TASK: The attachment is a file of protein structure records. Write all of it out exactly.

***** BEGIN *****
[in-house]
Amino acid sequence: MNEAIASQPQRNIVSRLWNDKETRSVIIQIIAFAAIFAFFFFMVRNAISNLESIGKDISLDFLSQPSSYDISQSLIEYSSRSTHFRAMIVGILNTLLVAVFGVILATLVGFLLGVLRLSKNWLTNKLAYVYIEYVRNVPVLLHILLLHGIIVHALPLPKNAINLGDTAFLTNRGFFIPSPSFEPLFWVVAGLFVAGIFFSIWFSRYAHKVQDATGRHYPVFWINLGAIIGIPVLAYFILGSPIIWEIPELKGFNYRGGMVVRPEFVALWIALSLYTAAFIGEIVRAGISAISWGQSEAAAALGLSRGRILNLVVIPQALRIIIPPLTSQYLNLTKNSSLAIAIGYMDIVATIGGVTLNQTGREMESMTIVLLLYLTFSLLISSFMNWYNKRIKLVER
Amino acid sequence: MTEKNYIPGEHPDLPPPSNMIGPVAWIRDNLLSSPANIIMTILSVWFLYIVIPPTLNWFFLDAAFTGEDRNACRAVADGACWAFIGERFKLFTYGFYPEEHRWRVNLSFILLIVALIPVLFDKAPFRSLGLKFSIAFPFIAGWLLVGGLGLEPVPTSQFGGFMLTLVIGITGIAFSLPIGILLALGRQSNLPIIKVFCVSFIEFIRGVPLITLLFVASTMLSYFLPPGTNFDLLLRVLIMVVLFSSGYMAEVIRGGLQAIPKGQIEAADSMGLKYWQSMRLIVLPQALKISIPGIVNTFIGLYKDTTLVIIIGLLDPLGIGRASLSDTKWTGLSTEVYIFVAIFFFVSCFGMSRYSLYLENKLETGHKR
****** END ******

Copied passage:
[in-house]
Amino acid sequence: MNEAIASQPQRNIVSRLWNDKETRSVIIQIIAFAAIFAFFFFMVRNAISNLESIGKDISLDFLSQPSSYDISQSLIEYSSRSTHFRAMIVGILNTLLVAVFGVILATLVGFLLGVLRLSKNWLTNKLAYVYIEYVRNVPVLLHILLLHGIIVHALPLPKNAINLGDTAFLTNRGFFIPSPSFEPLFWVVAGLFVAGIFFSIWFSRYAHKVQDATGRHYPVFWINLGAIIGIPVLAYFILGSPIIWEIPELKGFNYRGGMVVRPEFVALWIALSLYTAAFIGEIVRAGISAISWGQSEAAAALGLSRGRILNLVVIPQALRIIIPPLTSQYLNLTKNSSLAIAIGYMDIVATIGGVTLNQTGREMESMTIVLLLYLTFSLLISSFMNWYNKRIKLVER
Amino acid sequence: MTEKNYIPGEHPDLPPPSNMIGPVAWIRDNLLSSPANIIMTILSVWFLYIVIPPTLNWFFLDAAFTGEDRNACRAVADGACWAFIGERFKLFTYGFYPEEHRWRVNLSFILLIVALIPVLFDKAPFRSLGLKFSIAFPFIAGWLLVGGLGLEPVPTSQFGGFMLTLVIGITGIAFSLPIGILLALGRQSNLPIIKVFCVSFIEFIRGVPLITLLFVASTMLSYFLPPGTNFDLLLRVLIMVVLFSSGYMAEVIRGGLQAIPKGQIEAADSMGLKYWQSMRLIVLPQALKISIPGIVNTFIGLYKDTTLVIIIGLLDPLGIGRASLSDTKWTGLSTEVYIFVAIFFFVSCFGMSRYSLYLENKLETGHKR